|Well hello there everyone!|
This was an eventful week and I have lots to say, so this one is gonna be a pretty long post.
Well, summer vacation is nearly upon me. School finished up this week, and I just have 9 days of camp left before I can be freeeeeeeee. For a little while. And Cesca will be here soon! Soooo, that means that this week was a busy one, with final prep for camp, me teaching classes alone, and gathering things for Cesca's arrival. I have many, many stories to tell!
Most of the other teachers were finished early this week, so one of them made snack bags for everyone haha.
We also had some good lunches this week.
|Bulgogi day is the best day at lunch!!!|
|One of my 6th graders gave me jellybeans.|
So yes, in the midst of camp prep and an easy week, I had one monumental task: teaching 5th grade alone. Everyone was surprised I was still teaching them, since it was late in the week- Thursday. Thankfully, I had to teach a reading class, which is pretty easy to teach, but relatively boring for them, since they just have to, you know, keep reading things.
|I also had to teach them intonation. It's really|
hard to naturally intonate when you're thinking
about it.... Try reading these and see if they
That being said, it actually went pretty well. 5th grade has a decent level of English, and I have a handful of students who can translate for me if necessarily. The hardest thing was keeping them quiet. I was tired and my throat was sore by the end of the day, but I feel accomplished, since I taught an actual lesson (not just review) on my own. When I came back to the office, I was a little late because the last class is the wildest, so all of the other teachers had already pretty much finished eating. A bunch of them said "Oooh, poor Christina! Are you ok? You had to teach by yourself, you must be so tired!" Which I was, but it was all ok. That's what coffee is for. And I was laughing inside, because everyone else ALWAYS teaches alone. Granted, they don't usually have as many classes as I do, and they speak the same language, but still.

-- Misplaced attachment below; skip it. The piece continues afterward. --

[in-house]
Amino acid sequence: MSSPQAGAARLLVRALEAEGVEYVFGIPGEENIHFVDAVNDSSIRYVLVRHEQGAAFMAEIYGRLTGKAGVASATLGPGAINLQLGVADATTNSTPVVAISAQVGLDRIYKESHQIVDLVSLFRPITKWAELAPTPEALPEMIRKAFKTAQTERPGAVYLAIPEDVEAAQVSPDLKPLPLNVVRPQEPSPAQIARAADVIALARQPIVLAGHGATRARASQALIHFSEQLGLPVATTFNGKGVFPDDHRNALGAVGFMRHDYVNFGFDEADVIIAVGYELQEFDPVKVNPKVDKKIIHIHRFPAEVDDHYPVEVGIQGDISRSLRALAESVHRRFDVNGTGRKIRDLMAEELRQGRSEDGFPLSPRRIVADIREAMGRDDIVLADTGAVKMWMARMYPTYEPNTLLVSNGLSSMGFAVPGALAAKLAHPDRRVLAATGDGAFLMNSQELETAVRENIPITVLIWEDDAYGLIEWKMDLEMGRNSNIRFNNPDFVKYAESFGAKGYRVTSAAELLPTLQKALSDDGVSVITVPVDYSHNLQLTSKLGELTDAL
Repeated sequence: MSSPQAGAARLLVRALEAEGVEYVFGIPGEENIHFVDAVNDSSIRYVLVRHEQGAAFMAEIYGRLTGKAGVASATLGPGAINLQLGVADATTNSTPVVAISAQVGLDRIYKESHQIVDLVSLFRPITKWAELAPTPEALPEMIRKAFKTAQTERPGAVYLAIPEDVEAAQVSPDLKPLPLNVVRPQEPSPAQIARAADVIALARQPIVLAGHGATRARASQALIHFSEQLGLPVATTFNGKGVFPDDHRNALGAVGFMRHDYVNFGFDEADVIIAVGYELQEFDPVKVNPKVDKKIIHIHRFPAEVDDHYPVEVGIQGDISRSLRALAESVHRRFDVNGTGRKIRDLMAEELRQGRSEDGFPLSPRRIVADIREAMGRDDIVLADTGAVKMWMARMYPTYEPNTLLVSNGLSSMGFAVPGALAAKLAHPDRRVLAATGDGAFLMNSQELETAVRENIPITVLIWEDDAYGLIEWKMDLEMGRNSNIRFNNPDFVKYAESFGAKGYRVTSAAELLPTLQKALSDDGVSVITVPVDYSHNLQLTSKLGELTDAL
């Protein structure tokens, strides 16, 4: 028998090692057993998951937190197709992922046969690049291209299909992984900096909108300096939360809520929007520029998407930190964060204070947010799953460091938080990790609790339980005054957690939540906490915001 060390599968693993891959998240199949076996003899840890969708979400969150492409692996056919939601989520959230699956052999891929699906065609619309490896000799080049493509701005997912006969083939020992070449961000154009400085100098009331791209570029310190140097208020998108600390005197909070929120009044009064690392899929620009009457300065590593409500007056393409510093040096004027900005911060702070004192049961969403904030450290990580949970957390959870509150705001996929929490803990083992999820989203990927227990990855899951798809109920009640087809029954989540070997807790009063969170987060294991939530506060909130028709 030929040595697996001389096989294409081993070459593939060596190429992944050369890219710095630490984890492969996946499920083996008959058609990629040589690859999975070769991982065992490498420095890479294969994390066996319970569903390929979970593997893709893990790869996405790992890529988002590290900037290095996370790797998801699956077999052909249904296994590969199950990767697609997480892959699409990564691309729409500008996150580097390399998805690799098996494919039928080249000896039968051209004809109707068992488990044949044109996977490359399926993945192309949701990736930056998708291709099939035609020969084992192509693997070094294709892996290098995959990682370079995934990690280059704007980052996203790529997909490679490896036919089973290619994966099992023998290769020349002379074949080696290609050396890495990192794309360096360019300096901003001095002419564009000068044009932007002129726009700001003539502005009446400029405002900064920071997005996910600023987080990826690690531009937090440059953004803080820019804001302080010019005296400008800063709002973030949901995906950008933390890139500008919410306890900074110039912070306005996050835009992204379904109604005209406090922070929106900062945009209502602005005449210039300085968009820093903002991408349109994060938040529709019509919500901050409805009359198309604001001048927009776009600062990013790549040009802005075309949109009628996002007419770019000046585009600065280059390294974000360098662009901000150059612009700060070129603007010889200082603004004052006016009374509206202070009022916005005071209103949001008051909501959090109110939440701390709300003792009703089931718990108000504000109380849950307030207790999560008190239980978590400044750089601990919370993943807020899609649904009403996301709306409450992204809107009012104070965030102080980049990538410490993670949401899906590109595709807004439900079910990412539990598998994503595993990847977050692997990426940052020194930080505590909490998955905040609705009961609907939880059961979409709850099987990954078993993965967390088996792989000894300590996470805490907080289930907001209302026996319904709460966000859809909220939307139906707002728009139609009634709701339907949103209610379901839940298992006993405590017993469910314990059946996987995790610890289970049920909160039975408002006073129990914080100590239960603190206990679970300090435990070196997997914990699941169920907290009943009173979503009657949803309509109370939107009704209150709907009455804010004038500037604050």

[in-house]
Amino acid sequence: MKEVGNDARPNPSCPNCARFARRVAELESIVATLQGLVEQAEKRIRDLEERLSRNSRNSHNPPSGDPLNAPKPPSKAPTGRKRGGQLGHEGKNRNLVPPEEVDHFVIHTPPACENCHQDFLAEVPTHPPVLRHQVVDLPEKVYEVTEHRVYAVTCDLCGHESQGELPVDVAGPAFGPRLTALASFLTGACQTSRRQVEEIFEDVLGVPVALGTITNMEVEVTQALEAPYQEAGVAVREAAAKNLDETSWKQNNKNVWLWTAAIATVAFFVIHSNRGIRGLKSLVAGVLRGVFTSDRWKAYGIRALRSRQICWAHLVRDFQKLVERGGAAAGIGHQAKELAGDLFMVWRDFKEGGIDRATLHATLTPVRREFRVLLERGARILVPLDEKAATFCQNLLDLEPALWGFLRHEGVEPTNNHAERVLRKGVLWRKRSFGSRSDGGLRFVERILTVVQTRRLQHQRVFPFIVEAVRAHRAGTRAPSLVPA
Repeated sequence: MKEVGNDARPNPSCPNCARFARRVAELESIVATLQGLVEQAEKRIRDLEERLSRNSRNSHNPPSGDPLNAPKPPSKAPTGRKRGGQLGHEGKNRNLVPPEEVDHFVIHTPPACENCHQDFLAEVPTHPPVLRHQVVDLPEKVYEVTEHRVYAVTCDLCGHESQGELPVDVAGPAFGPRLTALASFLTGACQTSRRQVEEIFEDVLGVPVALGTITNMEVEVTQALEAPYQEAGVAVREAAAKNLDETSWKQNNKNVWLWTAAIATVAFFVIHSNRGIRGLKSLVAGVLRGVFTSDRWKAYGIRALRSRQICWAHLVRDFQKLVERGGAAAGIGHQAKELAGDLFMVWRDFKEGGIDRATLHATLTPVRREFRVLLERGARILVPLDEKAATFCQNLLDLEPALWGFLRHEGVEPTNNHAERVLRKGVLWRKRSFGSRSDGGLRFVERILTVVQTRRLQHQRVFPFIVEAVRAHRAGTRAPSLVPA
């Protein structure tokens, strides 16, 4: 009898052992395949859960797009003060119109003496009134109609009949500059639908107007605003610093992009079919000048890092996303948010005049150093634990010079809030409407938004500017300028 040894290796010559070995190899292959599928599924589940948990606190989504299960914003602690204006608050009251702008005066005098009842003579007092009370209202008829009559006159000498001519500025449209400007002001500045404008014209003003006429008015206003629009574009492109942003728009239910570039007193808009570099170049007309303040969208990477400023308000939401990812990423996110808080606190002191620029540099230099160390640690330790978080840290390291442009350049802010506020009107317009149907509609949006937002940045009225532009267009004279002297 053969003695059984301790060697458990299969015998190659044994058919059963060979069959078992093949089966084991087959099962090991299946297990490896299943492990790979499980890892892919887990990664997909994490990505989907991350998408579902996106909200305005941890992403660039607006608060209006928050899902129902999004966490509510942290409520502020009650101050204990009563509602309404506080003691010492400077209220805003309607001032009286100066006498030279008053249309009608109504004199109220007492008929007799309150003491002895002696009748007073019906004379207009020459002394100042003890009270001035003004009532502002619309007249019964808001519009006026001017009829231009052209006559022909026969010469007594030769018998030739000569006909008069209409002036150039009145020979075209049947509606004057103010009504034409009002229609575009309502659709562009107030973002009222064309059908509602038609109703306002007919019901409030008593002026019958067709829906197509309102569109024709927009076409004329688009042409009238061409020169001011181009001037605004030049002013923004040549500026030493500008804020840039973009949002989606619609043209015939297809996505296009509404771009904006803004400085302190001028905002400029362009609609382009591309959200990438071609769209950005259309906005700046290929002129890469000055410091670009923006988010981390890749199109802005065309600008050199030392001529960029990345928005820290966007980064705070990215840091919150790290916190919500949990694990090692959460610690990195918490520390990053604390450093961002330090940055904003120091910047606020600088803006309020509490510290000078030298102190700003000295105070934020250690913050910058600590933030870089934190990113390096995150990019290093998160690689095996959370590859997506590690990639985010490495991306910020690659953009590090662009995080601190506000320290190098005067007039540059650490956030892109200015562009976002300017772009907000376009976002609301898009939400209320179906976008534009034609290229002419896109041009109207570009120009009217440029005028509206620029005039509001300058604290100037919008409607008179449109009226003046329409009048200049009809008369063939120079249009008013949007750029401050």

The kids were also nervous to just have me, but they did really well, and I'm as proud of them as I am myself. It was a good week, teaching wise.
Since it was also the end of the semester, on Wednesday, we had a final teacher's bonding activity, this time with the whole school. While the principal had wanted to go on another overnight trip, almost everyone voted for an after school activity. And because one of the teachers knew someone on the production staff, we ended up going to see Das Musical Mozart!
The show is all in Korean, adopted from the Austrian musical, which is sung in German (there is legitimately no English version of this musical). Apparently, it's pretty popular in Korea- there was a production in 2010, another in 2012, and a newly imagined version, this one, in 2014.
It was all in Korean, a realization which dawned on everyone as we were leaving school for the show. I heard like 3 people mention me, and my co teacher even asked, "So, will you be able to understand the show?" I told them all I would be fine. The music teacher walked up to me after and said, "Maybe you didn't understand the words?" I told her I didn't understand it at all (really, I didn't), but it was ok, because I liked listening to the music anyway.
Musicals in Korea often use idols as stunt casting, but most of them are actually amazing singers. We happened to catch a performance with a musical theater veteran:
|Posing with our Mozart, Im Tae Kyung|
|screens on the chairs for when they have|
non Korean productions. no English subtitles
|Giant pipe organ!|
The story wasn't what I was expecting. The most I know about Mozart comes from the movie Amadeus, which was focused on Salieri, Mozart's 'rival.' This one focused more on Mozart's own struggles with his family, the aristocracy and his own personality, which was frivolous and naive. I couldn't understand the words, but I could tell poor Mozart got duped and frustrated throughout the show, but also that he was a pretty careless and extravagant guy.